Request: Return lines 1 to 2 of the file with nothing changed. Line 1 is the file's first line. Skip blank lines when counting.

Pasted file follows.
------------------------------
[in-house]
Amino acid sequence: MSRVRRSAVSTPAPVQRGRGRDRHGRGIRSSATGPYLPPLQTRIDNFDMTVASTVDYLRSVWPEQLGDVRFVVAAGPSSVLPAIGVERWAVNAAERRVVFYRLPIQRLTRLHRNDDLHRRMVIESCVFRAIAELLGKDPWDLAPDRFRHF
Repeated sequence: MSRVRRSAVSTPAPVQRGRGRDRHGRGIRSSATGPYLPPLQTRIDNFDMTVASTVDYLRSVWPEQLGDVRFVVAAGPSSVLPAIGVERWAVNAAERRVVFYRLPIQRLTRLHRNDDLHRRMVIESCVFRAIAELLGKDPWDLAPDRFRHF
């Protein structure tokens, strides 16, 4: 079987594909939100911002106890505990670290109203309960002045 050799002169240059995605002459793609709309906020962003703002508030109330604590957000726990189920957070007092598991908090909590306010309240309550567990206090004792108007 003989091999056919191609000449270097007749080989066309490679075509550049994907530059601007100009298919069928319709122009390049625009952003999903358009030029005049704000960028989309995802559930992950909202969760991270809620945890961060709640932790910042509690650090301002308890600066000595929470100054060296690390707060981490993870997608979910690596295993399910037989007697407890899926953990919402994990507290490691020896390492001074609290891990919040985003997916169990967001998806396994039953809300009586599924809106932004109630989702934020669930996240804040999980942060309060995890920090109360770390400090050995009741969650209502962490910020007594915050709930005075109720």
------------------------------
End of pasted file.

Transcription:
[in-house]
Amino acid sequence: MSRVRRSAVSTPAPVQRGRGRDRHGRGIRSSATGPYLPPLQTRIDNFDMTVASTVDYLRSVWPEQLGDVRFVVAAGPSSVLPAIGVERWAVNAAERRVVFYRLPIQRLTRLHRNDDLHRRMVIESCVFRAIAELLGKDPWDLAPDRFRHF